On the campus of Waterloo, the Physical Activities Complex plays host to the Warriors basketball team and Columbia IceField is home to the Warriors hockey team. A short walk across campus leads to the campus of Wilfrid Laurier. The former home of Warriors football is now Knight-Newbrough Field at University Stadium and is home to the Laurier Golden Hawks. The WLU Athletic Complex is home to Golden Hawks basketball and nearby Sun Life Financial Arena at the Waterloo Memorial Recreation Complex is home to the Laurier hockey teams. Across town into Kitchener, visiting fans will most definitely want to catch a Kitchener Rangers hockey game at the Kitchener Memorial Auditorium.
If you are looking for a place to stay in town, The Inn of Waterloo and Comfort Inn are both close to the campus. The Inn of Waterloo is a more upscale stay if that interests you. Both are just a few short minutes away by car.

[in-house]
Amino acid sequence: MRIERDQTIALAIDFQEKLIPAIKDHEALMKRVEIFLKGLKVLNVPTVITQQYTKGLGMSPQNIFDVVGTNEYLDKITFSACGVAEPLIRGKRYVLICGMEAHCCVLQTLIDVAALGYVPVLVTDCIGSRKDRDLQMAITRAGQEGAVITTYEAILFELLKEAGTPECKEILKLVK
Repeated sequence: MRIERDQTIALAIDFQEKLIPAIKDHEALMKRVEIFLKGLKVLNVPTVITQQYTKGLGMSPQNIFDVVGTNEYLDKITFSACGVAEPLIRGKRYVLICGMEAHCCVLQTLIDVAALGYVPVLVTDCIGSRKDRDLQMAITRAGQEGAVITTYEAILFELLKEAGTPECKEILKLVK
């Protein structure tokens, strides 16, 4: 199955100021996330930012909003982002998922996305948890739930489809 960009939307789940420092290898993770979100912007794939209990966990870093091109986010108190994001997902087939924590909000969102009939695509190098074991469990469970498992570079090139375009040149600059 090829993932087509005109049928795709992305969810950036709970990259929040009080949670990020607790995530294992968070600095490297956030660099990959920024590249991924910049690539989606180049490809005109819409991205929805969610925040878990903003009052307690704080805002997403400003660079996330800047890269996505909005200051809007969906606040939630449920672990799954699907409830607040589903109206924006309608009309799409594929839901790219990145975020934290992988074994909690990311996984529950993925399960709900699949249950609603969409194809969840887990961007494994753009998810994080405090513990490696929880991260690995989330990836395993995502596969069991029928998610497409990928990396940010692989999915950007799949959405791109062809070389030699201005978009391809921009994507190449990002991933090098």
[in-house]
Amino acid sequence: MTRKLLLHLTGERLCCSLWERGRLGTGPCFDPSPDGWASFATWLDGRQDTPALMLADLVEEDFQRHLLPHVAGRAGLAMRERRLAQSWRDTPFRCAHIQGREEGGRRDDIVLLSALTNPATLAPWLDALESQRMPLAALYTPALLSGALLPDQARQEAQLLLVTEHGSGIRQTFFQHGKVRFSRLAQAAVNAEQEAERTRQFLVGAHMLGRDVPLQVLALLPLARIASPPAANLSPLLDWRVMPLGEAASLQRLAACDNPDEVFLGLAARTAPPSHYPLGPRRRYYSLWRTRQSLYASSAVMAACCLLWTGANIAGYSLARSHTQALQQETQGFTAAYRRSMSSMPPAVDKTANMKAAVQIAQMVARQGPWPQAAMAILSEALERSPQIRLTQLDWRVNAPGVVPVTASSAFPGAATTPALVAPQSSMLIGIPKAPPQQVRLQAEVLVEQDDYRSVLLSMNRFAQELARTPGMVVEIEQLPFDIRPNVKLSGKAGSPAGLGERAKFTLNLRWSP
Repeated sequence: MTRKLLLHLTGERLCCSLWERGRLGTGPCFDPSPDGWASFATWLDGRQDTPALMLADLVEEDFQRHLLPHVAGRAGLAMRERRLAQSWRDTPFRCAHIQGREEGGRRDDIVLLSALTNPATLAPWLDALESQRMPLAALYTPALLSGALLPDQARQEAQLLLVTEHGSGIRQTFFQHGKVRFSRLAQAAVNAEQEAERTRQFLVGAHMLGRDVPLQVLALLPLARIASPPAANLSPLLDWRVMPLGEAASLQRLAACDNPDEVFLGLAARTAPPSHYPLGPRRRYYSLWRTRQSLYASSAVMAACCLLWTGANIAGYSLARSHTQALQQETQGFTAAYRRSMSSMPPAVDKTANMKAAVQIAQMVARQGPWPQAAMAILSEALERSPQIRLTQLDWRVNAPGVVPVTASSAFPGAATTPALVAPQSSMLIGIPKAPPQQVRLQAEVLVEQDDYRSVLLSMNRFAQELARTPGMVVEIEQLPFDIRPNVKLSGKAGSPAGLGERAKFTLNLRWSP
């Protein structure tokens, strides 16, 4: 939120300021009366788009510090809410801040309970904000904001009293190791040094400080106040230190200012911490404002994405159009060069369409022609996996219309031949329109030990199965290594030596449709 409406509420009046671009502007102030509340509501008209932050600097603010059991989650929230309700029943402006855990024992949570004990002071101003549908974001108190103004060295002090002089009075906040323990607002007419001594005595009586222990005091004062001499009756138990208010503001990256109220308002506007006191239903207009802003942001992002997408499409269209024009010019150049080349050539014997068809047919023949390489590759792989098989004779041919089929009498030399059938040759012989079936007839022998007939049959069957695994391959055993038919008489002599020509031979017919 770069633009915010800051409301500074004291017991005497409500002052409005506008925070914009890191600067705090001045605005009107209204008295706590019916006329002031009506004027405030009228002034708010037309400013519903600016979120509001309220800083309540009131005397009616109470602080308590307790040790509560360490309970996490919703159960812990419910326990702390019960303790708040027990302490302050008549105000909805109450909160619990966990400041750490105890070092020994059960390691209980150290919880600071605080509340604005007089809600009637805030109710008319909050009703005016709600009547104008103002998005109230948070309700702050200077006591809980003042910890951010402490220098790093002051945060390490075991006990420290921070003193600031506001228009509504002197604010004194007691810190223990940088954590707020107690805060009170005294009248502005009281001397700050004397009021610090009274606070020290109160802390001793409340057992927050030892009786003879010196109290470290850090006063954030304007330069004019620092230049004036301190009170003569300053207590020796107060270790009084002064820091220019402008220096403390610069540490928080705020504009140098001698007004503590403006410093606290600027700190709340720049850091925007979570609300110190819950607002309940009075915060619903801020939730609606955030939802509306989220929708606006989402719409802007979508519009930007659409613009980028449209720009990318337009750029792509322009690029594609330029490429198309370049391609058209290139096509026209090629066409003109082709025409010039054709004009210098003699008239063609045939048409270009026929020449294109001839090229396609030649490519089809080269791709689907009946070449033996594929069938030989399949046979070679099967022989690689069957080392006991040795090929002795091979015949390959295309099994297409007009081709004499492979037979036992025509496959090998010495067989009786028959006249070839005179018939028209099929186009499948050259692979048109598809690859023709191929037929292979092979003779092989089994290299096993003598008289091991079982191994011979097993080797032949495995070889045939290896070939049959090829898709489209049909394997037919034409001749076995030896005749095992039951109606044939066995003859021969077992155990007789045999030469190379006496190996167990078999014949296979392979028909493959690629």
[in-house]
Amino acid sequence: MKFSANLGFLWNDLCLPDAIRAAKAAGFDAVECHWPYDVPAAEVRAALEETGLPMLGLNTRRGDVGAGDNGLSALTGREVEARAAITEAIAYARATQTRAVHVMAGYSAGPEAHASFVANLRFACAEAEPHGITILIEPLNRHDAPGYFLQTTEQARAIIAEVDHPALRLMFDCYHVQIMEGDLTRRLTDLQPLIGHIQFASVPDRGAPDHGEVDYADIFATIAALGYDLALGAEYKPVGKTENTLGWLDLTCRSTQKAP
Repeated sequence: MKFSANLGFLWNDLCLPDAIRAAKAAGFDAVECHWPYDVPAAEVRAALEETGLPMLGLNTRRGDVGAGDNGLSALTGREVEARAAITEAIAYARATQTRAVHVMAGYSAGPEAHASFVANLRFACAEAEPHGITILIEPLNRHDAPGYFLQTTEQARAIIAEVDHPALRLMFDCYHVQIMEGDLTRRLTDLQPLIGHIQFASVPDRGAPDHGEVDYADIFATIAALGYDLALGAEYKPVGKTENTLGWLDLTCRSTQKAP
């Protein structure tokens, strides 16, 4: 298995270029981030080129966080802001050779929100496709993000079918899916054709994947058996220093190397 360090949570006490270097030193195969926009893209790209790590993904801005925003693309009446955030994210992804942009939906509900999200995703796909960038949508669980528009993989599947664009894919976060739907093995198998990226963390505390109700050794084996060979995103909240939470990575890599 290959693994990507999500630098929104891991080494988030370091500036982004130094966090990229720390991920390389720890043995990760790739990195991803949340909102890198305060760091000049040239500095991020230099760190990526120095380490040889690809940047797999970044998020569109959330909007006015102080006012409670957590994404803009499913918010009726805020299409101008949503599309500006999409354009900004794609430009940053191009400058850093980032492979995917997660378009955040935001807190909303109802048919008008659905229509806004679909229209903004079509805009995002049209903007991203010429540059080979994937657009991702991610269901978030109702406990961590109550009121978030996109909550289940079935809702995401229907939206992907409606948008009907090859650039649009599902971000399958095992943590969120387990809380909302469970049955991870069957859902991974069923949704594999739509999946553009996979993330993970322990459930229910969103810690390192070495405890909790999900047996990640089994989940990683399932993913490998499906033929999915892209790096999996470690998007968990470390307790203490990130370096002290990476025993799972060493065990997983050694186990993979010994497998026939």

Fans support for the Waterloo Warriors is okay. With only four home games per season, each game tends to take on significant importance. With grandstand capacity at only 1,100, most of the time the bleachers are strongly populated. Games against rival Laurier or Guelph will bring out more fans who travel and the first game of the season is usually the most well attended. That being said, most OUA programs struggle with attendance and struggle to connect to current students. It is not unfair to suggest that there are more locals, alumni and families in the stands than students for most games.